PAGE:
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Connecticut's Rescued Owl Dies

Statehouse to Consider Bill to Ban Leghold Traps

The Humane Society of the United States

The Connecticut great horned owl who was rescued from a leghold trap last month had to be euthanized Saturday due to inevitable complications from her injuries. The owl had captured the hearts of citizens when she had to undergo an emergency foot amputation in an attempt to save her life. The owl had been in intensive care ever since that time until her death this weekend.  

This owl's plight, however, has motivated state lawmakers to introduce a bill (S.B. 994) to ban the use of cruel leghold and body-crushing traps. Next Monday, the Connecticut General Assembly's Environment Committee will hold a public hearing on this bill which and is expected to vote on it soon after.

"The real tragedy here is that leghold and body-crushing traps are still legal and used throughout Connecticut," said Laura Simon, field director for the urban wildlife program for The Humane Society of the United States.  "After hearing about what happened to the owl, so many people expressed astonishment that these traps aren't banned already. Connecticut residents must contact their state legislators and voice their support to ban leghold traps."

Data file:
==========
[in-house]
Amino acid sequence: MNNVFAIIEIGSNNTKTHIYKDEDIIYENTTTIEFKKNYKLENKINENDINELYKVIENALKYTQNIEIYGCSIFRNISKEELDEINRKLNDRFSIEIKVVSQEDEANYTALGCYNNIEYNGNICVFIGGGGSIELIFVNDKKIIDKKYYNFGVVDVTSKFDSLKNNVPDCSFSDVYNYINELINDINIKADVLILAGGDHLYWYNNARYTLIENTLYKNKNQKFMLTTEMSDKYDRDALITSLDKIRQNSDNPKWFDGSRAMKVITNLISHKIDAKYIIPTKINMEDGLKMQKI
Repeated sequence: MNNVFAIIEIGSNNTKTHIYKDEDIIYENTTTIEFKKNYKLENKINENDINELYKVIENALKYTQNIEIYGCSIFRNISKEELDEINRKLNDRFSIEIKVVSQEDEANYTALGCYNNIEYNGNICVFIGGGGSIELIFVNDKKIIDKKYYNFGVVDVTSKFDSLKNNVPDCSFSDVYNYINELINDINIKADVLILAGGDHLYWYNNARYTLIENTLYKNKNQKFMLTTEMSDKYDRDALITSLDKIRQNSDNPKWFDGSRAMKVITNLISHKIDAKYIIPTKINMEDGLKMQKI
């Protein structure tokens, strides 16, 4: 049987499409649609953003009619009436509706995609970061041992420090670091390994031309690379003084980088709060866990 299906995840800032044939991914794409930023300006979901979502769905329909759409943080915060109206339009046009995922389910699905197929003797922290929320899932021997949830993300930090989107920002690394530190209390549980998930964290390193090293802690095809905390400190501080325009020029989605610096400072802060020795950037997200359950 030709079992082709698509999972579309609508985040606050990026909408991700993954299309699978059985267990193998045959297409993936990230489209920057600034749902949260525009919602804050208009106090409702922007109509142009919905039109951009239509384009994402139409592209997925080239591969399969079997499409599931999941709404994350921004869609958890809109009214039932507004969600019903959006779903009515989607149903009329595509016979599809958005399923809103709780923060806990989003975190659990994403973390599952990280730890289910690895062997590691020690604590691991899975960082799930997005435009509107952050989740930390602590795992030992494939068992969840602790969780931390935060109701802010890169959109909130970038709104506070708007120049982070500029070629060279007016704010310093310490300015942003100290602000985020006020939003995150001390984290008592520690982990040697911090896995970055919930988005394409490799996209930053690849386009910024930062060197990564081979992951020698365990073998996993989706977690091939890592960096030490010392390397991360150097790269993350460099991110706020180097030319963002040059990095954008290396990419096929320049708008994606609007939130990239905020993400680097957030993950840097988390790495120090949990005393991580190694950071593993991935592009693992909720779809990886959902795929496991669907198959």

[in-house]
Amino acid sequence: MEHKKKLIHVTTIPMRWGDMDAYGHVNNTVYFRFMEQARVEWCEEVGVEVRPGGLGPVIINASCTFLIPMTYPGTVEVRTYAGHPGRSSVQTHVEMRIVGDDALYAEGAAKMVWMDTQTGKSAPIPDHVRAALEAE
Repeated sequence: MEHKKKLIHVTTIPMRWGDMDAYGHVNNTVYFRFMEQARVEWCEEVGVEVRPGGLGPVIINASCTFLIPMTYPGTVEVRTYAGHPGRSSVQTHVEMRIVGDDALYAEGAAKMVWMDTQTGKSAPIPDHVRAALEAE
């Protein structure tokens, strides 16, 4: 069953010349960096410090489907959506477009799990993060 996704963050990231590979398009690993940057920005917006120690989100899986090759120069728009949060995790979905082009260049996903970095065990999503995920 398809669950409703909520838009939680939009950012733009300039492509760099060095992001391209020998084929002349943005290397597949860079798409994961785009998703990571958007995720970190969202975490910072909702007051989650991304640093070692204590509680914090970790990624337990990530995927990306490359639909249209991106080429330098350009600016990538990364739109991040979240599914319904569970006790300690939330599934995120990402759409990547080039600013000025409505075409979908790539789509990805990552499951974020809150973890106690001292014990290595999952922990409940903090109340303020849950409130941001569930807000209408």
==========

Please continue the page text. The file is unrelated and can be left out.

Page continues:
This owl was a visible victim, but there are countless more who go unnoticed, in addition to pets and children who are at risk from these harmful devices.

In Connecticut, more than 6,500 wild animals are legally trapped each year using body-crushing and leghold traps, according to DEP statistics. This figure does not include the "non-target" animals, like owls, hawks, dogs and cats who unknowingly get caught in these traps and suffer horrendously.

Eight states have already banned or severely restricted the use of these traps including: Arizona, Colorado, Florida, New Jersey, Massachusetts, Rhode Island and Washington.

"This owl's death will not have been in vain if enough people contact their state legislators and voice their support for this leghold trap ban – Senate Bill 994," states Simon.

To learn more about wildlife issues, visit humanesociety.org/wildneighbors.

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The Humane Society of the United States is the nation's largest animal protection organization — backed by 11 million Americans, or one of every 28. For more than a half-century, The HSUS has been fighting for the protection of all animals through advocacy, education and hands-on programs. Celebrating animals and confronting cruelty — On the web at humanesociety.org.